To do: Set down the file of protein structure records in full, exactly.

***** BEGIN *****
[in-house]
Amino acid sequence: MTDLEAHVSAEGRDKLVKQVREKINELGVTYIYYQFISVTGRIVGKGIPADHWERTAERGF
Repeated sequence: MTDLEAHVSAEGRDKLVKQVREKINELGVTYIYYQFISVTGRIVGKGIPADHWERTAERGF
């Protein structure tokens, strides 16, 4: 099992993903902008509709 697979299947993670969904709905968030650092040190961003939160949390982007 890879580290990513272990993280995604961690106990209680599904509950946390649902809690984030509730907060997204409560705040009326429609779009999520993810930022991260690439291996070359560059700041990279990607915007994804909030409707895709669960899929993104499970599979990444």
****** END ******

[in-house]
Amino acid sequence: MTDLEAHVSAEGRDKLVKQVREKINELGVTYIYYQFISVTGRIVGKGIPADHWERTAERGF
Repeated sequence: MTDLEAHVSAEGRDKLVKQVREKINELGVTYIYYQFISVTGRIVGKGIPADHWERTAERGF
């Protein structure tokens, strides 16, 4: 099992993903902008509709 697979299947993670969904709905968030650092040190961003939160949390982007 890879580290990513272990993280995604961690106990209680599904509950946390649902809690984030509730907060997204409560705040009326429609779009999520993810930022991260690439291996070359560059700041990279990607915007994804909030409707895709669960899929993104499970599979990444």